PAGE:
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Testing for Mass Processing in Archaeological Ungulate Remains

Author(s): Martina Steffen

Year: 2017

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Summary

Archaeological applications of ethnographic models require that variables derived from the activities of living people be translated into archaeological terms. Enloe suggested that processing caribou (Rangifer tarandus) carcasses for food storage should be recognizable in patterns of bone fragmentation. He predicted that relatively uniform and large-sized bone fragments would result from mass processing for marrow as part of logistic collector subsistence strategies, compared with smaller and less uniform bone fragments typical of individual consumption practices by foragers. He tested this expectation with caribou remains derived from known activities in historic village sites. When I applied this model to a faunal sample from the Croxton Site, the expectation that late Holocene prehistoric occupants of northern Alaska were logistic collectors that mass processed bones for marrow was not supported. This result indicates either that site occupants were not logistic collectors, that mass processing did not occur, or that mass processing is not decipherable in the bone sample. Most likely explanations are offered and some implications of this study are discussed.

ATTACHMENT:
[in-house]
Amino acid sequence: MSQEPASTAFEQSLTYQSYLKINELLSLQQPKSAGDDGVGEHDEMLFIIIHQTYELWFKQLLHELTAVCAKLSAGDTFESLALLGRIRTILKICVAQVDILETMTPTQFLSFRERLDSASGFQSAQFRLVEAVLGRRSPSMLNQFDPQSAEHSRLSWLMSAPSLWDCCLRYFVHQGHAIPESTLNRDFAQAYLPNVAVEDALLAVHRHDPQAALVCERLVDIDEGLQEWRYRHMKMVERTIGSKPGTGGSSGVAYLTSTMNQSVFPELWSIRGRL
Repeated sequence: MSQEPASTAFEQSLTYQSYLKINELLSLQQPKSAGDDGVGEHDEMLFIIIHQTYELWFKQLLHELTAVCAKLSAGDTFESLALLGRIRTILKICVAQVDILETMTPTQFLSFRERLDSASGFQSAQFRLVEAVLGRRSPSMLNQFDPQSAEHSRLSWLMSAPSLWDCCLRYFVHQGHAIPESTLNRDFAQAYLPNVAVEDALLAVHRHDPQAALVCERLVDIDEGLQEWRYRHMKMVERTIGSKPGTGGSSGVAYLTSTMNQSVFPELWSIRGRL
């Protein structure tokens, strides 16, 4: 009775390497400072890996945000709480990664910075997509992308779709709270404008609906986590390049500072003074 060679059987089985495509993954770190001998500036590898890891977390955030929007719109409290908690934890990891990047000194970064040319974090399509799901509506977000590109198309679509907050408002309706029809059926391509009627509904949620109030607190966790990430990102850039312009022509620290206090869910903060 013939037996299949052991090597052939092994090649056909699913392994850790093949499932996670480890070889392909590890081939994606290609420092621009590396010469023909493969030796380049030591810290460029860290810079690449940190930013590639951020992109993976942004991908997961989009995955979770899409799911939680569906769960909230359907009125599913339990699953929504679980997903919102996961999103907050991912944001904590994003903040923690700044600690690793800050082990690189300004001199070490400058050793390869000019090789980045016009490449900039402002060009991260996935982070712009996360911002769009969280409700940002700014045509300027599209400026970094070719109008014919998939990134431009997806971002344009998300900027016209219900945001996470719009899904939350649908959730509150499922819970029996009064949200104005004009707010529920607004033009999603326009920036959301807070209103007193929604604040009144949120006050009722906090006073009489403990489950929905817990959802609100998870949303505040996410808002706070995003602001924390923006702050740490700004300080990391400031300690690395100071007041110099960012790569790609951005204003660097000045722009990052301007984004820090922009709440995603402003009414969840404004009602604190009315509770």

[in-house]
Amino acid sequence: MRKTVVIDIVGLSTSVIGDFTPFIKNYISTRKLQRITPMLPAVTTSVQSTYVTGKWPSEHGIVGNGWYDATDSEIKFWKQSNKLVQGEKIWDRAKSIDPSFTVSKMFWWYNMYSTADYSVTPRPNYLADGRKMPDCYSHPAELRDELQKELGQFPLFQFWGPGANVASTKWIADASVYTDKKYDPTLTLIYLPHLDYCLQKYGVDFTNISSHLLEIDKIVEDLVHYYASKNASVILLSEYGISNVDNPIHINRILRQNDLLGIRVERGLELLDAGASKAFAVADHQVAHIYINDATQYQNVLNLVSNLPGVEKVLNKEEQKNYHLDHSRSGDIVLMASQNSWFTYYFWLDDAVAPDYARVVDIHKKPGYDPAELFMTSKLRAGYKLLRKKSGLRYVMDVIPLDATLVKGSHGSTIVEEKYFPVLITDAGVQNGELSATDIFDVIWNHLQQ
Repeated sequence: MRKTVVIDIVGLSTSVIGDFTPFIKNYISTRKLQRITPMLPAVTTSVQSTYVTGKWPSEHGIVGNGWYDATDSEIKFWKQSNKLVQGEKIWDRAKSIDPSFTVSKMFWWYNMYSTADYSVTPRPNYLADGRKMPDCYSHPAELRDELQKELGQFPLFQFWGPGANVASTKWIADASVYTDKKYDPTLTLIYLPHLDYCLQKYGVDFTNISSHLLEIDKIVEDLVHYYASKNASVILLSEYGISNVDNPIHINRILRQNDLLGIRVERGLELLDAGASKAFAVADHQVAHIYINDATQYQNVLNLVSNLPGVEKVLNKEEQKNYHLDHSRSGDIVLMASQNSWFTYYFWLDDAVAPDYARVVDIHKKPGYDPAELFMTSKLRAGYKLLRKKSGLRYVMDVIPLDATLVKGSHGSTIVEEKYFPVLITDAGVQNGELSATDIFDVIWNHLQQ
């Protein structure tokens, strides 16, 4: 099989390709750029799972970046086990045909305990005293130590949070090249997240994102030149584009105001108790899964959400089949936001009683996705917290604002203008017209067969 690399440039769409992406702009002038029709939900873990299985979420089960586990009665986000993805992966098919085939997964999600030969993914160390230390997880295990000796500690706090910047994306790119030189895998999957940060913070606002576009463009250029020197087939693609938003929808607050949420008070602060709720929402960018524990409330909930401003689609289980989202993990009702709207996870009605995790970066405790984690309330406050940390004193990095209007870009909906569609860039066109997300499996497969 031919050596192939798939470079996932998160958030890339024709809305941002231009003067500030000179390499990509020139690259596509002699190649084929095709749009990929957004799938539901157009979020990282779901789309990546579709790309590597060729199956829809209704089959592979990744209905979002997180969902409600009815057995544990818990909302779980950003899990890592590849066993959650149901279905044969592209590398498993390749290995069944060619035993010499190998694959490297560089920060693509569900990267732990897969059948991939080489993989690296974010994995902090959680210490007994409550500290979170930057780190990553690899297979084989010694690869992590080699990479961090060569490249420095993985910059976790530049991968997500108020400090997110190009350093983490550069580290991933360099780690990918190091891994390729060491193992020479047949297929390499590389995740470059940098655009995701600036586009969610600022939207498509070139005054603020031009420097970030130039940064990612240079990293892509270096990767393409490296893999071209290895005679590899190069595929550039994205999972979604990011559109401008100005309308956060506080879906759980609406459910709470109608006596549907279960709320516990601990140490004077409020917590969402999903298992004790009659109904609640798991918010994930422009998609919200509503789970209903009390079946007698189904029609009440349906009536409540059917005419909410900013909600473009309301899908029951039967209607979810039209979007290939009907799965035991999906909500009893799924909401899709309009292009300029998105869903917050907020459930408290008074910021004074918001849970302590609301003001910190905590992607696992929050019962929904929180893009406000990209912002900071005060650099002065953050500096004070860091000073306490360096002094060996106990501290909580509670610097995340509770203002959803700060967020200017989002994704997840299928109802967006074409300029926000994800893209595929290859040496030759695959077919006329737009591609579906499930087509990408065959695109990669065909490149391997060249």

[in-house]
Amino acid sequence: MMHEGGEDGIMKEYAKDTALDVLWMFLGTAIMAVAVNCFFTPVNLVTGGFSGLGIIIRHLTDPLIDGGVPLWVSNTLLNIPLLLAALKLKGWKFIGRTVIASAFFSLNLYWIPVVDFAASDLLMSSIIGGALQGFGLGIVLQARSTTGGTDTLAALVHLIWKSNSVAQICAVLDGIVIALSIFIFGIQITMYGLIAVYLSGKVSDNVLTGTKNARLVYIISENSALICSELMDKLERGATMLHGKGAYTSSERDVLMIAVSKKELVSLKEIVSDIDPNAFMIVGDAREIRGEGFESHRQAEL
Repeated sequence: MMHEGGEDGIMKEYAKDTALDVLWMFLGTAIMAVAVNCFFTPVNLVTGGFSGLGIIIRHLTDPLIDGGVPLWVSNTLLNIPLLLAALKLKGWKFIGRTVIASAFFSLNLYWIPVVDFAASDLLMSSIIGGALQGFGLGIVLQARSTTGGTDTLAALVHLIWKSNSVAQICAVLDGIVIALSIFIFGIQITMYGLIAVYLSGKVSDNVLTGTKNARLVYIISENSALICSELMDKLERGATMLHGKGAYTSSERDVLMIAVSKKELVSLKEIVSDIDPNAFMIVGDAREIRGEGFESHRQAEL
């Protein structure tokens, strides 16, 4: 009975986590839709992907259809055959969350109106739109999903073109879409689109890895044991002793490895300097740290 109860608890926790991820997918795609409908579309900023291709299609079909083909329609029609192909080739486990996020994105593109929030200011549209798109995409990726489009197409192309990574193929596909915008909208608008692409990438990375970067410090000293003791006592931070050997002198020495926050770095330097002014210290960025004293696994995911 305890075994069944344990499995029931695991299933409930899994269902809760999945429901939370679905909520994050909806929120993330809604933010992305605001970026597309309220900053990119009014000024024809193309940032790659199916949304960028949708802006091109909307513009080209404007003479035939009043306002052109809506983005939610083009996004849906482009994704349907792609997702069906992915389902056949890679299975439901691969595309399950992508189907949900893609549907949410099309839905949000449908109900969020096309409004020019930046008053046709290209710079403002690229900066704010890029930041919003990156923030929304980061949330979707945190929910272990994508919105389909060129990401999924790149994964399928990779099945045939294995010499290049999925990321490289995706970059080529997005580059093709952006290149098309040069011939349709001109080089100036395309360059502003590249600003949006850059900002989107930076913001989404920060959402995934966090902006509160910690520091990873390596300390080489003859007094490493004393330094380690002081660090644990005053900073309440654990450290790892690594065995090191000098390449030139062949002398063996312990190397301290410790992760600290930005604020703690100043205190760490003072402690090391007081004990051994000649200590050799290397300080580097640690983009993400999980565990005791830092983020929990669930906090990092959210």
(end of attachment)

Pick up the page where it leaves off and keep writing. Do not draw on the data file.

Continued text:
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Testing for Mass Processing in Archaeological Ungulate Remains. Martina Steffen. Presented at The 81st Annual Meeting of the Society for American Archaeology, Vancouver, British Columbia. 2017 ( tDAR id: 428998)


Keywords


Spatial Coverage

min long: -169.717; min lat: 42.553 ; max long: -122.607; max lat: 71.301 ;

Record Identifiers

Abstract Id(s): 14817

Arizona State University The Andrew W. Mellon Foundation National Science Foundation National Endowment for the Humanities Society for American Archaeology Archaeological Institute of America